Dec. 21, 2014
Qatar gets first A350-900: Unless U-Turn Al U-Turns again, Qatar Airways
will take delivery of the world’s first Airbus A350-900 on Dec. 22. Reuters has a retrospective of the airplane’s development.
WTO Airbus-Boeing fight, continued: It never ends. As we reported Friday, the European Union filed a complaint with the World Trade Organization over Washington State tax breaks extended to Boeing for the 777X. Long-time readers of this column know how we feel about the WTO generally and the trade dispute between Europe (Airbus) and the US (Boeing) specifically. We consider it all a waste of time and money.
Now that the EU has officially complained about the 777X tax breaks, we fully expect the US Trade Representative to officially file a counter-action against allegations Airbus is receiving illegal subsidies for the A350. During the height of the previous complaints, USTR and Boeing complained about launch aid provided for the A350. The EU said this aid complied with the findings and compliance requirements of the previous dispute. The USTR tried to wrap the A350 aid into the then-ongoing complaint, which was rejected by the WTO for procedural reasons.
Boeing’s statement Friday about the EU’s latest action cited the WTO’s rejection of including the 777X into the current appeals of the previous actions, suggesting this made the new complaint without merit. This is sophistry. Whether the 777X complaint has merit or not (we think it does), the inclusion was rejected for similar procedural reasons as the USTR effort to include the A350 issue: a new action was needed.
As we wrote at the time (and which is linked in Friday’s post), Boeing’s acceptance of tax breaks for the 777X is hypocrisy given its long-held position against Airbus tax breaks as outlined in the WTO complaint. The 777X tax breaks are extensions of the 787 tax breaks found by the WTO to be illegal.
Boeing has no basis on which to complain about the EU complaint. But it will, because this is how the game is played. And so look for a USTR action on the A350 launch aid.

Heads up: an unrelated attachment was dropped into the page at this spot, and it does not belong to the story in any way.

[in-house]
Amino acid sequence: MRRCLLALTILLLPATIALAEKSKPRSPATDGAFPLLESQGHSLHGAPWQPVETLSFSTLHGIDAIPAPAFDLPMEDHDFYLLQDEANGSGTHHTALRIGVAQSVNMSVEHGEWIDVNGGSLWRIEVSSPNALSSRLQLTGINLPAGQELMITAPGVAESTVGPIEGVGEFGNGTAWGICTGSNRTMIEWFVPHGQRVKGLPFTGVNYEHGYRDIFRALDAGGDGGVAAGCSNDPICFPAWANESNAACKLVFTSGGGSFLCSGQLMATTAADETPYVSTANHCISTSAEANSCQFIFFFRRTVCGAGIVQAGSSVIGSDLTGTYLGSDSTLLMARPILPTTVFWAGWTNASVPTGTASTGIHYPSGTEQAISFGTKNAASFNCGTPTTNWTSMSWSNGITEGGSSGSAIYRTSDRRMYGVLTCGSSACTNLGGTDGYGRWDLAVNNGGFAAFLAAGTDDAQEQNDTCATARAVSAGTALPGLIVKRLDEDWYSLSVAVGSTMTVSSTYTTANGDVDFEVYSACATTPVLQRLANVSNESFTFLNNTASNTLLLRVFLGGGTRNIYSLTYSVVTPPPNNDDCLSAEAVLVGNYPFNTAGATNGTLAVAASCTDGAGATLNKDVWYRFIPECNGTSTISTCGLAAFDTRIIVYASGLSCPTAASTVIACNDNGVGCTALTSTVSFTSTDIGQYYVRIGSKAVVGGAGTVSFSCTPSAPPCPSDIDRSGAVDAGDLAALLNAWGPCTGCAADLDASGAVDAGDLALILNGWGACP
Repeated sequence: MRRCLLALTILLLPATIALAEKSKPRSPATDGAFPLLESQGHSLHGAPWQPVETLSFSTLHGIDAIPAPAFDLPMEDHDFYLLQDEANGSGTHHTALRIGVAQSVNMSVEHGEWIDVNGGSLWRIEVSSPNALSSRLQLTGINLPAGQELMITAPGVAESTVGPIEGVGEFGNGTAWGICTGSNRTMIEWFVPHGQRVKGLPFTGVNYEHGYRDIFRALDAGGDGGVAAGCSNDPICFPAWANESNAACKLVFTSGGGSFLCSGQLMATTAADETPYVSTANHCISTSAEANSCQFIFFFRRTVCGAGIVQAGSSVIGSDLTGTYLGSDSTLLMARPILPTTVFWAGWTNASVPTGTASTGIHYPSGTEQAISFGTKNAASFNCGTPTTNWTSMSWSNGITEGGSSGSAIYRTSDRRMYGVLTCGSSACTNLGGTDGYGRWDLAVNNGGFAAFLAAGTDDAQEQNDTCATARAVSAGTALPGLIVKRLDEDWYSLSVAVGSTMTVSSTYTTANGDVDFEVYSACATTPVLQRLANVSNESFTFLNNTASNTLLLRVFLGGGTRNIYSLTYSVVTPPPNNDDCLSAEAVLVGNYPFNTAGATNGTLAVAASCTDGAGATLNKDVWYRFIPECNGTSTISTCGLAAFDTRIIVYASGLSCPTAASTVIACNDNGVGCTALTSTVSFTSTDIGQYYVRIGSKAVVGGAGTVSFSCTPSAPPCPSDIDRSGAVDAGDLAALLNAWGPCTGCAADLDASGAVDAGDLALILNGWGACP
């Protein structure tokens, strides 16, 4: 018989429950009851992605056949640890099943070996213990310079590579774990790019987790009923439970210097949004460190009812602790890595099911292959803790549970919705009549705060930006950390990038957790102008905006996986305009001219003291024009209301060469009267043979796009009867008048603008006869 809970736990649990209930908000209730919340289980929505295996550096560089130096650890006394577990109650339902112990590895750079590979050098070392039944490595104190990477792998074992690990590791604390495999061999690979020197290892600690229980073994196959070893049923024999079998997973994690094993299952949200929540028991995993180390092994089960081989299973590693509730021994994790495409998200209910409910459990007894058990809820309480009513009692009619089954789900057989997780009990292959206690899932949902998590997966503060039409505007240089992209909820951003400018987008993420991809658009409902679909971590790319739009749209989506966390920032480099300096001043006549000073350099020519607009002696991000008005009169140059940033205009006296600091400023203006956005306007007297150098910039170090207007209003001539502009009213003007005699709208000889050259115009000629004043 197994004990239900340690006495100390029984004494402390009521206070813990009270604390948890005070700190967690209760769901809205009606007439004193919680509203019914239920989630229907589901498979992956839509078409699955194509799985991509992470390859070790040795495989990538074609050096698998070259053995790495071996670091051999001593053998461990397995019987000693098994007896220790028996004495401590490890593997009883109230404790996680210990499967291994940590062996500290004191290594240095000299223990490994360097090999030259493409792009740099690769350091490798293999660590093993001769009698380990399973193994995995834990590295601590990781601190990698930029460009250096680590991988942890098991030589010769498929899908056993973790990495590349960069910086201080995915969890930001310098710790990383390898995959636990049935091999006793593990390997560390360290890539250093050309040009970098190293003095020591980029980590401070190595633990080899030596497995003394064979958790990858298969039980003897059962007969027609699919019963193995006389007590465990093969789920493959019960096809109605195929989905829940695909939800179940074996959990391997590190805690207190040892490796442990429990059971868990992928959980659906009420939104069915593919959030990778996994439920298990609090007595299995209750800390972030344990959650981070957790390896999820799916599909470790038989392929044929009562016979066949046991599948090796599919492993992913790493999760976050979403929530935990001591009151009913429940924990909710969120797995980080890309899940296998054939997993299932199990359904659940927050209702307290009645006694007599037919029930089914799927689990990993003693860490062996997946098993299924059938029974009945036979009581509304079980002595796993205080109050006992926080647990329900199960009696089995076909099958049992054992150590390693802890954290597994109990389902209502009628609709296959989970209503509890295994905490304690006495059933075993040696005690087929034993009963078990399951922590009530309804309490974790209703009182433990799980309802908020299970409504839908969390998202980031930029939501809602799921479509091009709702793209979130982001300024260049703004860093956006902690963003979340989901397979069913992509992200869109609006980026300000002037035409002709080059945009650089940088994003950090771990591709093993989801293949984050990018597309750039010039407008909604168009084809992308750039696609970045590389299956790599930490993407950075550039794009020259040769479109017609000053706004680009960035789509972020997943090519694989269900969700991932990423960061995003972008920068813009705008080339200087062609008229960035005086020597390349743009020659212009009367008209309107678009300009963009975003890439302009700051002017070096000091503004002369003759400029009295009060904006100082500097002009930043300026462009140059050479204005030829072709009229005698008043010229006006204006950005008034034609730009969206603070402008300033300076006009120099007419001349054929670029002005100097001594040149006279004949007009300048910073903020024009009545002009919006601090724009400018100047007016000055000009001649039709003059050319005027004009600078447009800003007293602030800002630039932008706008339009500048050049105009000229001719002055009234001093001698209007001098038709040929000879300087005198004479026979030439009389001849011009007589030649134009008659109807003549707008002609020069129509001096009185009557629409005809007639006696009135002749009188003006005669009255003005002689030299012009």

A380, continued: The fascination over whether Airbus will proceed with a re-engining of the A380, and what engine will power a neo, continues. A suggestion that Engine Alliance could be a contender for the A380neo seem farfetched. Aviation Week’s Guy Norris has this analysis. In it, he notes that Pratt & Whitney and GE each doubt the business case for an A380neo. PW also told us when we were at its media day in May there was no business case. It’s also clear PW won’t go it alone with a big GTF: the CEO of parent United Technologies ruled out a big GTF two weeks into his tenure. Aviation Week previously reported Rolls-Royce and Airbus are close to an agreement to power the A380neo. We agree that RR will wind up with the business.
767-2C first flight: This is expected between Christmas and New Year’s. This has been widely viewed as a major milestone in the development of the Boeing KC-46A USAF aerial tanker, and it is important, but Boeing is downplaying it. There won’t be a a media event surrounding the flight. This will be saved for the first flight of an equipped tanker next year.
A320neo GTF engine certified: The US Federal Aviation Administration certified the Pratt & Whitney Geared Turbo Fan that will power the Airbus A320neo family last week.
Our Holiday schedule: We’ll be around and posting on a reduced schedule now through January 4. Merry Christmas and Happy New Year.
Merry Christmas to you, Scott. And let us look forward to another interesting year in aviation!
It seems Rolls has a strong position in the WB engine market because of a natural progression from the Trent1000 into the TrentXWB, now into the Trent7000, and long running R&D programs such as CTi fan, Advance and UltraFan. Gradually developping and implementing new technologies with each new program.
It won’t be too long before they can offer an improved engine for the 787. With new hot section technology, new materials and a lighter carbon fan.
Miner tweaks only, they have to get a return from the program, you can’t endlessly update engines and never establish a firm base population.
the money goes into a never to get a return on A390NEO (if it actually occurs)
Looking ahead to 2015, will we see the launch of an A322, stretched by 3-6 seat rows over the A321? As aircraft sizes creep upwards this must surely come at some point.
If e.g. UA, DL, CAAC, Aercap, BA or AF commit to a combined 300 bigger A321s, we might have a go for a larger wing, cabin, range, payload. No competition should ensure a healthy margin / quick ROI.